The principle in criminal jurisprudence requires a fair and truthful investigation. If an investigating agency which has been conferred the power to investigate on the basis of an FIR, if a second FIR as regards the same transaction is introduced, it is likely to be abused i.e. keeping in mind the interest of the accused. From the point of view of the victim when such information comes within the knowledge of the investigating officer, he can treat it as a part of continuing investigation under the Code and eventually file the charge-sheet or an additional charge-sheet as contemplated under Section 173 of the Code. The interests of both are involved. A fair investigation, conceptually speaking, is an acceptable facet of criminal jurisprudence, similarly it is also the duty of the courts to see whether the investigation carried out really causes prejudice to the accused requiring the court to exercise the power under Section 482 or Article 226 of the Constitution to quash the same, or it has looked into the interest of both the accused and the victim and, therefore, it should be left for the trial court to see the veracity of the truth of allegations that has come out in investigation. Manoj Kumar v. State of Uttarakhand, (2019) 5 SCC 667
Tag Archives: investigating officer
In Narmada Rai v. State of Gujarat, (2011) 5 SCC 79, it was held as under:
“It is trite law that accused persons do not have a say in the matter of appointment of an Investigation Agency. The accused persons cannot choose as to which Investigation Agency must investigate the alleged offence committed by them.”
Further in the case of Rajendra Bhatt v. Union of India, (2016) 1 SCC 1 it was held as under:
“The accused has no right with reference to the manner of investigation or mode of prosecution.”
The Hon’ble Apex Court in Romila Thapar v. Union of India, (2018) 10 SCC 753, has held as under: “It is clear that the consistent view of this Court is that the accused cannot ask for changing the Investigating Agency or to do investigation in a particular manner including for Court monitored investigation.” Silpa Devi Patel v. State of U.P., 2020 (110) ACC 514.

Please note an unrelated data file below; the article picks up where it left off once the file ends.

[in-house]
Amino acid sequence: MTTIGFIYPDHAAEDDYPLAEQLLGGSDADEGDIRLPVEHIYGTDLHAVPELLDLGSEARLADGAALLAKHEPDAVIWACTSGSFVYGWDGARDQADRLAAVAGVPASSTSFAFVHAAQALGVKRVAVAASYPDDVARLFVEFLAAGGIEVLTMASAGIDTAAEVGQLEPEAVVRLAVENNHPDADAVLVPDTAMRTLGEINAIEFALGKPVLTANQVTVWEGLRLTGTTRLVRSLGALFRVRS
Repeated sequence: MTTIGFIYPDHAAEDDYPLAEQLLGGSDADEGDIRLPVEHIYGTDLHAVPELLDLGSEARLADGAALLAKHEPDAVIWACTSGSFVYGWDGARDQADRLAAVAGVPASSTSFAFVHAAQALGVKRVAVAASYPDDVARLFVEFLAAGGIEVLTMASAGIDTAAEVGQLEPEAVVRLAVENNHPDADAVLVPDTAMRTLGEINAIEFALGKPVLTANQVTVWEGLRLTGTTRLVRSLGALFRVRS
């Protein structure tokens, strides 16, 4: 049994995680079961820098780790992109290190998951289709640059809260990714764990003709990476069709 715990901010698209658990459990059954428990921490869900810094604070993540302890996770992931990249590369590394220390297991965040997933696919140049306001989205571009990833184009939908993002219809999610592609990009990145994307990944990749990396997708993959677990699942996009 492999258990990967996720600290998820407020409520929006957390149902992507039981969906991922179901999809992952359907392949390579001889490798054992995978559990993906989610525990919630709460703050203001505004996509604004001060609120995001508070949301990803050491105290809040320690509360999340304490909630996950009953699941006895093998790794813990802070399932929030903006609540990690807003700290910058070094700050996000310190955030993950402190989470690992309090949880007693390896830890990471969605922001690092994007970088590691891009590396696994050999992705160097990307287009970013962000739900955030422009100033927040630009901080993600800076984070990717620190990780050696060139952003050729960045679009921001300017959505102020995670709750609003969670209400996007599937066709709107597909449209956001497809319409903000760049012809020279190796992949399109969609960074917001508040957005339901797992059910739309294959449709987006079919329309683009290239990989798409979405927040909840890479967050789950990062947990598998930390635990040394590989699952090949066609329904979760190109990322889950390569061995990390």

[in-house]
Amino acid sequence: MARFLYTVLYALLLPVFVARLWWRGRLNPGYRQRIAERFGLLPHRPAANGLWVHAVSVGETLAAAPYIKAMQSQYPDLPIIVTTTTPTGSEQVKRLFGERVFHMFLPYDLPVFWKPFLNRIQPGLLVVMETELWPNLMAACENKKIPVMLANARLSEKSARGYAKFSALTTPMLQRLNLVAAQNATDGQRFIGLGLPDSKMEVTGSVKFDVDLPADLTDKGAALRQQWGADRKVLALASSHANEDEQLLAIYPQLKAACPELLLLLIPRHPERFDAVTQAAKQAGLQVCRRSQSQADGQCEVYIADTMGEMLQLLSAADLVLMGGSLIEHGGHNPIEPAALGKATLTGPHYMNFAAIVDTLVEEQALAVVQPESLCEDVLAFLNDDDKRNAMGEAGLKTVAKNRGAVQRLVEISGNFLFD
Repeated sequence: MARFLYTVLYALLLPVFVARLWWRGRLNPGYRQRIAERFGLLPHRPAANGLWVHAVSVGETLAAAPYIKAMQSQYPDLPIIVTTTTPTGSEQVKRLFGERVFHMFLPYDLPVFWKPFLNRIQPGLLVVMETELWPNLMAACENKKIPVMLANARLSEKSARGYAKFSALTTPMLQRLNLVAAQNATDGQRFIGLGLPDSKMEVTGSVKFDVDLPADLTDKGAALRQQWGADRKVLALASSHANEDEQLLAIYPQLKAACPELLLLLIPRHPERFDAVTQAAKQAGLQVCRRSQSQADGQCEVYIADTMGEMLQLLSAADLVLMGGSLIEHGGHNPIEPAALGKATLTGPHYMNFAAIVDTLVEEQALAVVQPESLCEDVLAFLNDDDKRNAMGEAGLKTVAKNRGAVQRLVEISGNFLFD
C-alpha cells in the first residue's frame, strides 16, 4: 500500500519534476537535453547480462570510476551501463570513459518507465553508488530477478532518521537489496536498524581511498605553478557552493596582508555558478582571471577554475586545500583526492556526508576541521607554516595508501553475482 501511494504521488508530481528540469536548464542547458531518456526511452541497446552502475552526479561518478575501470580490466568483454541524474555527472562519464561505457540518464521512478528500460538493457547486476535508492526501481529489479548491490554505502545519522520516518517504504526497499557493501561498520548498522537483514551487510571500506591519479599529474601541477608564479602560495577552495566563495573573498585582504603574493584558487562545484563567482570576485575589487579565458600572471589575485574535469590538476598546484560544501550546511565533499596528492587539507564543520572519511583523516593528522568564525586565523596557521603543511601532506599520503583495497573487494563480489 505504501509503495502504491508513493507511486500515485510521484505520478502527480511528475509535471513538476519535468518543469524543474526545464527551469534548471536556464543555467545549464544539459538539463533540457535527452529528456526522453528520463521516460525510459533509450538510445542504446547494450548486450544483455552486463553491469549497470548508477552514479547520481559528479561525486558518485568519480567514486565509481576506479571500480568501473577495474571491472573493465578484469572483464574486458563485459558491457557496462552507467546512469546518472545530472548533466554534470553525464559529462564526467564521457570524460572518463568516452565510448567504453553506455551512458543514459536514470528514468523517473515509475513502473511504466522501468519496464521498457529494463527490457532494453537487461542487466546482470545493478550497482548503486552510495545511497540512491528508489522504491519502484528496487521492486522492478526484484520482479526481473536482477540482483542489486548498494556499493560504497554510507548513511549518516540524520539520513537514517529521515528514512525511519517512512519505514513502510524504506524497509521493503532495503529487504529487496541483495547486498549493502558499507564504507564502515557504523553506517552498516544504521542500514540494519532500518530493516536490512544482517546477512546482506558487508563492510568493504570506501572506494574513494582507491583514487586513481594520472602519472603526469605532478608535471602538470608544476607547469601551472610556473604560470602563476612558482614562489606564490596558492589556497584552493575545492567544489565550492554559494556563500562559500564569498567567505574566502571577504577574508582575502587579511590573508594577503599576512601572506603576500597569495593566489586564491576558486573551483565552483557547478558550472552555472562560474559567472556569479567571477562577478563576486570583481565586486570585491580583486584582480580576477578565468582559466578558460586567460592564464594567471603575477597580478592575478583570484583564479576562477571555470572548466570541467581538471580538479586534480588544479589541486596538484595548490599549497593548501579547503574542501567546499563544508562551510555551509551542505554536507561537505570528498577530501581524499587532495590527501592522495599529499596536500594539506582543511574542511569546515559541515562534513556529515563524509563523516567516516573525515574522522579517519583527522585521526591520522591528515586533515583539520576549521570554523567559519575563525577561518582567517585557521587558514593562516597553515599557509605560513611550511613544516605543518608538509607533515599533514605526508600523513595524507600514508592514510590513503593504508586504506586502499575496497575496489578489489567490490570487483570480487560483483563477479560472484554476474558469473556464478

In a criminal prosecution, there is an obligation cast on the investigator not only to be fair, judicious and just during investigation, but also that the investigation on the very face of it must appear to be so, eschewing any conduct or impression which may give rise to a real and genuine apprehension in the mind of an accused and not mere fanciful, that the investigation was not fair. In the circumstances, if an informant police official in a criminal prosecution, especially when carrying a reverse burden of proof, makes the allegations, is himself asked to investigate, serious doubts will naturally arise with regard to his fairness and impartiality. It is not necessary that bias must actually be proved. It would be illogical to presume and contrary to normal human conduct, that he would himself at the end of the investigation submit a closure report to conclude false implication with all its attendant consequences for the complainant himself. The result of the investigation would therefore be a foregone conclusion. Mohan Lal v. State of Punjab, (2018) 17 SCC 627.
It is a settled legal proposition that evidence collected even by improper or illegal means is admissible if it is relevant and its genuineness stands proved. However, the Court may be cautious while scrutinizing such evidence. In such a fact situation, it may be considered a case of procedural lapse on the part of the Investigating Officer and it should not be discarded unless the appellant satisfies the court that any prejudice has been caused to him. Madhu v. State of Karnataka, 2014 (84) ACC 329.